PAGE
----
How to Become a Licensed Counselor in Texas
How Do I Become a Professional Counselor in Texas?
Careers that give you a chance to really help people, one family or individual at a time, are as unique as the landscape and culture of Texas itself. Even in a place that celebrates rugged individuals who bootstrap their way through tough times, community is hugely important here, and the helping hands of trusted friends and neighbors are always appreciated. This is where counselors in Texas shine, stepping in to offer new perspectives and some thoughtful guidance exactly when people need it most.
What Are the Requirements to Become a Counselor in Texas?
The state of Texas recognizes that counselors need a solid educational and training background in order to successfully help their patients. Therefore, in addition to a great education, supervised work experience will be required in addition to a passing score from a board-accepted examination.
|Education Requirements||Education Length||Available Programs|
|Undergraduate Work||Earn a Bachelor's Degree in Counseling||4 Years||Online or Campus|
|Graduate Work||Earn a Master's Degree in Counseling||5-6 Years||Online or Campus|
|PHD or Doctoral Work||Earn a Doctorate in Counseling||7-8 Years||Online or Campus|
The first step to becoming a counselor in Texas is to complete a master’s or doctorate level program in counseling which has been accredited by the Council for Accreditation of Counseling and Related Educational Programs (CACREP). The program should include no less than 48 graduate semester hours and 300 supervised practicum hours. At least 100 of those hours should be spent working directly with patients. The program will cover interesting topics like human development, counseling theories and social, cultural and family effects on human behavior.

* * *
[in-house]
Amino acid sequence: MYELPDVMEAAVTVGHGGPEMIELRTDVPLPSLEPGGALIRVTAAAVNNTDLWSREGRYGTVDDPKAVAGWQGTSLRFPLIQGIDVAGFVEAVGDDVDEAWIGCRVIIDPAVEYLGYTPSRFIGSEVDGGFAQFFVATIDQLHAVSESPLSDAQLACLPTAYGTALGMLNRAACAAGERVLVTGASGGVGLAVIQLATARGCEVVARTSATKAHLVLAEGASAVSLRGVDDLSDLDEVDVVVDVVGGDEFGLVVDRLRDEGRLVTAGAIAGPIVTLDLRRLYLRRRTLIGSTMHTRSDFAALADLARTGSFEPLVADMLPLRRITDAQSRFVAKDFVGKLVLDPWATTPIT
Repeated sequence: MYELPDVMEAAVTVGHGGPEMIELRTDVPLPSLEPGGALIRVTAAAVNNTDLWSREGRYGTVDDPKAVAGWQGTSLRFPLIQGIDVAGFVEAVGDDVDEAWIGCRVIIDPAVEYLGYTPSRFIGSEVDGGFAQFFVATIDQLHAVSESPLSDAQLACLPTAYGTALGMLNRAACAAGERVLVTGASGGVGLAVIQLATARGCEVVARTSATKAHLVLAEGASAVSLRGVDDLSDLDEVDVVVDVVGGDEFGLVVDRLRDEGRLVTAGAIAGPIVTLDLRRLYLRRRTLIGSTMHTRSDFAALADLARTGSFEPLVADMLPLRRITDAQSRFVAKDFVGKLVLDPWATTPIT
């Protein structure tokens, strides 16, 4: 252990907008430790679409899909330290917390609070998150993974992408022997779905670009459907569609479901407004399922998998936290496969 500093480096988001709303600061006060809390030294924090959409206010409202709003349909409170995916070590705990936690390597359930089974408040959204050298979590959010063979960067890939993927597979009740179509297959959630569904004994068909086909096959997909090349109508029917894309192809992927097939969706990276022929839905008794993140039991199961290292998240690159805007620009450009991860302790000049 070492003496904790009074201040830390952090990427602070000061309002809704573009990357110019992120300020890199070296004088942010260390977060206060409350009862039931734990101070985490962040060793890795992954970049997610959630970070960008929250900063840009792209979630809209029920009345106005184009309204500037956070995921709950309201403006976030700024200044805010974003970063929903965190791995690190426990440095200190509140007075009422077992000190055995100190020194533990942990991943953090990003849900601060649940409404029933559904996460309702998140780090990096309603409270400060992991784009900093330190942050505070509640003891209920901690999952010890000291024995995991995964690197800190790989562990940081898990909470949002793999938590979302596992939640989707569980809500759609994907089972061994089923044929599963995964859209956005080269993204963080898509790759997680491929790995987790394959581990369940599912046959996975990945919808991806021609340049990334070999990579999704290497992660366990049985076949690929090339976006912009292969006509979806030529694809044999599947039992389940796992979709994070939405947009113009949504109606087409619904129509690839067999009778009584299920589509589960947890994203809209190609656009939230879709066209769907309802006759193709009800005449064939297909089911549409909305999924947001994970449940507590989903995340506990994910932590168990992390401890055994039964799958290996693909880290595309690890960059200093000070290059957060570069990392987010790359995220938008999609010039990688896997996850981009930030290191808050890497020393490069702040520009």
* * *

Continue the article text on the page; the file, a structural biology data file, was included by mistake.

What Are the Supervised Experience Requirements to Become a Counselor in Texas?
As you’re earning your supervised experience, you will need to be licensed as a Licensed Professional Counselor Intern. To obtain this license, you will need to pass the examinations listed below before applying for the provisional license from the Texas State Board of Examiners of Professional Counselors. Once you have obtained the provisional license, you may begin accumulating your work experience.
Texas law requires that professionals obtain at least 3,000 clock hours of supervised experience, with half of those hours being what is called “direct client contact.” This means they must be working directly with patients. The 3,000 hours must be completed in a period of not less than 18 months and should be completed under the supervision of a board-approved supervisor.
What Are the Examination Requirements to Become a Counselor in Texas?
Passing scores from two tests are required; the first is The National Counselor Examination, administered by the NBCC, which includes 200 multiple choice questions and is designed to gauge the general knowledge of counselors. The second is the Texas Jurisprudence Examination, which measures the candidate’s knowledge of rules and laws specifically in Texas as well as ethics issues and laws. Individuals who receive a passing score on the exam, and complete the supervised experience requirements will be eligible to obtain a license as a professional counselor.
Note: To learn more about how to become a counselor in the state of Texas, please visit the Texas State Board of Examiners of Professional Counselors.
Counseling Career Outlook In Texas
According to the Bureau of Labor Statistics, there were 11,570 substance abuse, behavioral disorder and mental health counselors working across Texas as of the latest report in May 2019. Among that broad group of licensed counselors, the median salary statewide was $47,350 that year, while those earning in the 90th percentile made more than $72,670.
That year, more than 3,000 rehabilitation counselors reported working in the state, earning a median salary of $44,830, while the top ten percent earned more than $65,750.
(Salary data reported by the U.S. Bureau of Labor Statistics in May 2019 for the categories of Substance Abuse, Behavioral Disorder and Mental Health Counselors and Rehabilitation Counselors. Figures represent state data, not school-specific information. Conditions in your area may vary. Information accessed March 2021.)
Schools with Degree Programs Accepting Students from Texas